I just got back to Thailand after photographing some of the most beautiful, surreal landscapes I've seen. This series includes photographs of Mount Bromo and the sulfur mine in the pit of Mount Ijen's crater. I hope you enjoy the photographs.
A lone tree in the sea of sand between the caldera wall and Mount Bromo.
The stairs that lead up to the rim of Bromo's crater.
A closeup of Bromo's crater. While I there, I could hear the loud roar of the volcano, which one can hear for over ten kilometers away. It's amazingly powerful, and somewhat scary.
The texture of the landscape surrounding the crater.
In the early hours of the morning before the sun rises, it's possible to see the orange glow of the lava illuminate the plume errupting from the volcano.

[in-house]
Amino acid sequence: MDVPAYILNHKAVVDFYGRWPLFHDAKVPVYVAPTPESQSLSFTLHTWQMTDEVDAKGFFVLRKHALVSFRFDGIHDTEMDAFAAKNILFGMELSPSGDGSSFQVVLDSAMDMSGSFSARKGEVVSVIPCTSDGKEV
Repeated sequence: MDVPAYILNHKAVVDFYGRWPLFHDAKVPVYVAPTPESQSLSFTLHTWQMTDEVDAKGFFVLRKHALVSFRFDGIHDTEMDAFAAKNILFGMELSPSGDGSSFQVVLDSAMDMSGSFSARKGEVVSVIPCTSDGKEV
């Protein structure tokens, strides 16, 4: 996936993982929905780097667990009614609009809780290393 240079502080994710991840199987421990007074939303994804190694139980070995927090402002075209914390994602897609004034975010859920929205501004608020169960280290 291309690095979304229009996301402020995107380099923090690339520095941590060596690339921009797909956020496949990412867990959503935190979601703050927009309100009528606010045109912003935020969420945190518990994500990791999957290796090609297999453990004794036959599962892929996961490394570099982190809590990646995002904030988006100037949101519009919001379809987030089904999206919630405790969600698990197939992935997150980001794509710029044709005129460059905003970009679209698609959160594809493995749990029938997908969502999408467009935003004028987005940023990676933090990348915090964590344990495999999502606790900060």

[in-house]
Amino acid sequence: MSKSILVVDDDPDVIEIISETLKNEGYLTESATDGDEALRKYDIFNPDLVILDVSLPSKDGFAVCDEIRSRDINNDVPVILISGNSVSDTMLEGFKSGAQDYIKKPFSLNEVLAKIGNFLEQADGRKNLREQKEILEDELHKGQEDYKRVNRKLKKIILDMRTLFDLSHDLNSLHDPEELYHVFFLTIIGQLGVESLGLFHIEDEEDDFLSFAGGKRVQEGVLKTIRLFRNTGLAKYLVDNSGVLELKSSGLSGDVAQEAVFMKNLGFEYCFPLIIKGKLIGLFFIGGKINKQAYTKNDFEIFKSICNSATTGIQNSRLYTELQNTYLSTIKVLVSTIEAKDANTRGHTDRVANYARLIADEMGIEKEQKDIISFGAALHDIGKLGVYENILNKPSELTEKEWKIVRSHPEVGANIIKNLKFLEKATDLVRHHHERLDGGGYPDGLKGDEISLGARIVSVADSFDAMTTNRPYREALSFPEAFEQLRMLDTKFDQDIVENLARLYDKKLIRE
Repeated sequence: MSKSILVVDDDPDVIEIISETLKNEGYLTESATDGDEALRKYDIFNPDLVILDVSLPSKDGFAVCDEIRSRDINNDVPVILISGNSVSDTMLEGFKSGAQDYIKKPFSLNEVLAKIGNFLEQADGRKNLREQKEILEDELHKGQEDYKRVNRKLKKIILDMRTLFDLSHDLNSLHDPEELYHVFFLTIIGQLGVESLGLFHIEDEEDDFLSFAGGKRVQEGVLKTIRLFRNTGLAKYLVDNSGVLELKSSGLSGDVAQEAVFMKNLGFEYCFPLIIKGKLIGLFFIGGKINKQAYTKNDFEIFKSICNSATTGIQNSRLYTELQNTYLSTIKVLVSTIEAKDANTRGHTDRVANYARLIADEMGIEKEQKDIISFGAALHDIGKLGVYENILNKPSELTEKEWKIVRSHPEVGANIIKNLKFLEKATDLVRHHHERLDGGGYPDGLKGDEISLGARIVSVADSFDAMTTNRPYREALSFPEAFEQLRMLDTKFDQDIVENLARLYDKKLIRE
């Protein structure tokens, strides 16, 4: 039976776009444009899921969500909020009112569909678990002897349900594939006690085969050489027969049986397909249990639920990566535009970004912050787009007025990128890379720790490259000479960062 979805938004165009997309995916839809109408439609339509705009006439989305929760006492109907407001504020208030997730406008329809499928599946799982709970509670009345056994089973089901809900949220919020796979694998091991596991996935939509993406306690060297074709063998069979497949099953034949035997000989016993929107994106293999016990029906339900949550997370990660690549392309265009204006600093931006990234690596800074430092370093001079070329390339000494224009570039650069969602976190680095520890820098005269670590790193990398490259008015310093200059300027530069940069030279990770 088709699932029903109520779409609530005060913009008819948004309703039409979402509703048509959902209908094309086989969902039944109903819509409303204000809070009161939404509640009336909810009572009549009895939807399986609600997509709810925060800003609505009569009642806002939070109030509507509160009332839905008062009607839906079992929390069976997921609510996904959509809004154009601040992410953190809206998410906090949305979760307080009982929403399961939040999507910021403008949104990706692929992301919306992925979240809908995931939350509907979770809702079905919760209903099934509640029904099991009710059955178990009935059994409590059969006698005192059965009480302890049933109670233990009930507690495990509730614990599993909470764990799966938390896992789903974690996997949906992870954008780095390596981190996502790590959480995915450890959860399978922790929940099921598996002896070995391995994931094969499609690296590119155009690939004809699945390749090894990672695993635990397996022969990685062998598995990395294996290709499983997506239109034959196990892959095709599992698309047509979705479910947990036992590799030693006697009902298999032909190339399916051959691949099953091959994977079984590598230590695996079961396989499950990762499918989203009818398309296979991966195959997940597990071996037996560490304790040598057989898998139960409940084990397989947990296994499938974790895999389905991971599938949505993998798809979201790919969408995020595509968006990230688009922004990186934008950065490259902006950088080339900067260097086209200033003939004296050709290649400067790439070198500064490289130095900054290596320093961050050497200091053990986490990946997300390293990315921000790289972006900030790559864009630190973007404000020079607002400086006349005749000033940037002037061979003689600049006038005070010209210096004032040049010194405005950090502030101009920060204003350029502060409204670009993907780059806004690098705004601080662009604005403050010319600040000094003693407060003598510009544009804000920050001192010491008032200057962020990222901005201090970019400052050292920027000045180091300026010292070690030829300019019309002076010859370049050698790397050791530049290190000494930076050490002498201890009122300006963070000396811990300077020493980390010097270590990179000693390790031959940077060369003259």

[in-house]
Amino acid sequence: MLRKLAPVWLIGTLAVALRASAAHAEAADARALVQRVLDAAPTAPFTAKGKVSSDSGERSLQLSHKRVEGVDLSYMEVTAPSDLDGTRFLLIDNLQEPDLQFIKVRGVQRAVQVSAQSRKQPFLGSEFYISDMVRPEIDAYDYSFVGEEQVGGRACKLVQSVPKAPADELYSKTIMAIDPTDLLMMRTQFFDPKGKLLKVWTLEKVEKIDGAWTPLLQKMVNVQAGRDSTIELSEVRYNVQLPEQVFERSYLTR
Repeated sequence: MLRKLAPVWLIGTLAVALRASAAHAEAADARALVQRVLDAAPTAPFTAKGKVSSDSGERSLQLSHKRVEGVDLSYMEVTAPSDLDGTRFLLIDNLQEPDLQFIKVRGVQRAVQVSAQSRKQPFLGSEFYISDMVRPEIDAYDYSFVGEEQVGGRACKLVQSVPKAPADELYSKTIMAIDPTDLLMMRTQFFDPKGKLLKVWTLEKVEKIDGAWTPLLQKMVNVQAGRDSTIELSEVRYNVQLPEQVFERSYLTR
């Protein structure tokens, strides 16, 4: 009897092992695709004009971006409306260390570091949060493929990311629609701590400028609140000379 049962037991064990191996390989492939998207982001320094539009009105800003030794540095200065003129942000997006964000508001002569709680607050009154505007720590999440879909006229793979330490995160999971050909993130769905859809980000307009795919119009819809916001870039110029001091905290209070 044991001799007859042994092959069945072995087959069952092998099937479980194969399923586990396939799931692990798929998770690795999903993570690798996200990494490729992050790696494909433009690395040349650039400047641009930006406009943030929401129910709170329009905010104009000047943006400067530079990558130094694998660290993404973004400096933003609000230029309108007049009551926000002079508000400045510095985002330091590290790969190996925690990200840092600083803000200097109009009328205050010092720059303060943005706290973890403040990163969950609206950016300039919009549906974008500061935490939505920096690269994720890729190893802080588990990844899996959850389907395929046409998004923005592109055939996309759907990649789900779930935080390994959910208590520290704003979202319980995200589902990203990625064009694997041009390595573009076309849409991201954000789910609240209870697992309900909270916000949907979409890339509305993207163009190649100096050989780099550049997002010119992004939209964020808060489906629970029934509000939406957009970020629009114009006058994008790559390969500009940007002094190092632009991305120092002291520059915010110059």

A panorama view of Mount Bromo and Cemorolawang, the village on the caldera's edge.
The sulfur mine in the bottom of Ijen's crater. The blue flame is created when sulfur combusts on contact with air, and the smoke is toxic. The light from workers' headlamps illuminate the surrounding rocks. Workers in this mine wear no protective clothing. They constantly inhale toxic volcanic gas, and have to carry heavy loads of rock hundreds of feet up the steep crater wall.
Hundreds of tourists flock down the crater wall at 3 AM to witness the blue flame. Hundreds of headlamps illuminate the path on the crater wall.
Mariono is a worker in the sulfur mine. He creates crafts and sculptures from molten sulfur to sell to tourists for extra money.
Mariono lifts up one of his sulfur sculptures.
The sky is so dark over Ijen's crater that it's possible to see the Milky Way.
The view from Ijen at sunrise.